ACLU sues Kobach over interstate Crosscheck voter database
Story updated: 5:48 p.m., June 19, 2018
KANSAS CITY, Kan. — The American Civil Liberties Union has filed another lawsuit against Kansas Secretary of State Kris Kobach, this time over a computer database used to purge the voter registrations of people suspected of having moved across state lines.
The class action lawsuit alleges that Kobach’s office has violated the privacy rights of individual voters by sharing sensitive information included in their voter registration information through unsecured emails with Florida election officials who later released the information publicly in response to open records requests.
The plaintiffs are seeking a court order to halt Kansas’ participation in the system until adequate security measures are put in place.
photo by: Peter Hancock
The suit was filed in federal district court one day after a federal judge in the same courthouse struck down Kobach’s signature legislative accomplishment in Kansas, a law requiring new voters to show proof of U.S. citizenship to register.
The Crosscheck program was actually begun in 2005 by one of Kobach’s predecessors, former Republican Secretary of State Ron Thornburgh, as a cooperative effort by election officials in Kansas, Iowa, Missouri and Nebraska. But it was greatly expanded under Kobach’s administration to include many more states. The program is managed entirely by the state of Kansas.
It is intended to identify so-called “dual registrants,” people who have moved across state lines and registered to vote in their new state without canceling their voter registration in their old state. The system uses a number of points of comparison, including voters’ middle initials, dates of birth, signatures, and the last four digits of their Social Security numbers.
But it came under widespread public criticism in recent months after ProPublica, a nonprofit investigative journalism site, published a report in October showing the system is plagued with security issues and that it produces “false positive” matches at an alarmingly high rate.
The ACLU also cites an academic study showing that matches identified by the Crosscheck system are inaccurate more than 99 percent of the time.
The Kansas lawsuit specifically names three individuals whose information was shared with Florida election officials in 2013. Florida officials later made the information public in 2017 when the state of Florida released the information in response to an open records request, the suit alleges. Those plaintiffs include Johnson County resident Scott Moore; and Shawnee County residents James Long and Nancy Perry.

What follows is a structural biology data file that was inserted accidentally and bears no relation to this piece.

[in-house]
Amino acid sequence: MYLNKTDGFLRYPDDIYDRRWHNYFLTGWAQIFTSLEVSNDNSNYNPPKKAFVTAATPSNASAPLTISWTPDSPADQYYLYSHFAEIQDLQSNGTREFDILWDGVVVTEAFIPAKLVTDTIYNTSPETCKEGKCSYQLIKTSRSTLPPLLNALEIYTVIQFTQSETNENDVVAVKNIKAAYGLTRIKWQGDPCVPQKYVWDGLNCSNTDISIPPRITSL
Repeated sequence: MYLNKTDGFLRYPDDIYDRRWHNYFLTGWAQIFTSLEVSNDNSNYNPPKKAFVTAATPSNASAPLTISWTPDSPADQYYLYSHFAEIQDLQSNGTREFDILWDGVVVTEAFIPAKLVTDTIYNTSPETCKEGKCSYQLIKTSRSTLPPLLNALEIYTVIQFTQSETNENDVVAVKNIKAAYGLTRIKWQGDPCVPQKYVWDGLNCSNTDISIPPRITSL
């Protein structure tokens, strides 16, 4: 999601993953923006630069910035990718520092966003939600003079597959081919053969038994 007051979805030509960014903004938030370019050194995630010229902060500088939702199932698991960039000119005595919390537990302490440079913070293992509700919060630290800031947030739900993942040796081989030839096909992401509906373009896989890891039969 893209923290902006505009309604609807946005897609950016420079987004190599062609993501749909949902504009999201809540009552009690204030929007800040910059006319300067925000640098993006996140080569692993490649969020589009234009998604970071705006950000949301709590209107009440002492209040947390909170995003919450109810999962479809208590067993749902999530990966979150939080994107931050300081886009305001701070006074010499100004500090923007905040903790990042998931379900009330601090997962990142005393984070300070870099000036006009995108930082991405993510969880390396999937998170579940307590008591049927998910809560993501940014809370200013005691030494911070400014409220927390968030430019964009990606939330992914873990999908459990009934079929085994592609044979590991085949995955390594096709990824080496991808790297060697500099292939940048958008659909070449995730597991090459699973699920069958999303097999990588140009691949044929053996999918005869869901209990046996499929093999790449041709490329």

All three of the plaintiffs share common names and dates of birth with voters in Florida, but none has ever registered to vote in that state.
Crosscheck also has come under challenge in several states in recent months, most recently in Indiana, where a federal judge earlier this month blocked that state from implementing a new law requiring officials to purge voters from the registration rolls if their names appeared on the Crosscheck database.
Kobach touted the program nationally when he served as vice chairman of President Donald Trump’s short-lived Advisory Commission on Election Integrity. That commission attempted to bring all 50 states into the program by demanding that they share their voter registration databases, but several states refused.
Kobach issued a statement in response to the lawsuit Tuesday saying he will fight the ACLU, “every step of the way.”
“This lawsuit is completely baseless,” he said in the statement. “There is no statute that is violated when states cooperate with each other to keep our voter rolls clean. The lawsuit also ignored the decision of the U.S. Supreme Court last week that approved Ohio’s efforts to keep its voter rolls clean,” Kobach said. “The people of Kansas will win this lawsuit.”
ACLU attorneys, however, said the Ohio case that Kobach referred to concerned an entirely different process of purging voter rolls.
The latest lawsuit was filed one day after a federal judge in the same courthouse struck down a law that Kobach had championed, requiring all new voters to show documentary proof of U.S. citizenship in order to register. Kobach said late Monday that he intends to appeal that decision to the 10th U.S. Circuit Court of Appeals in Denver.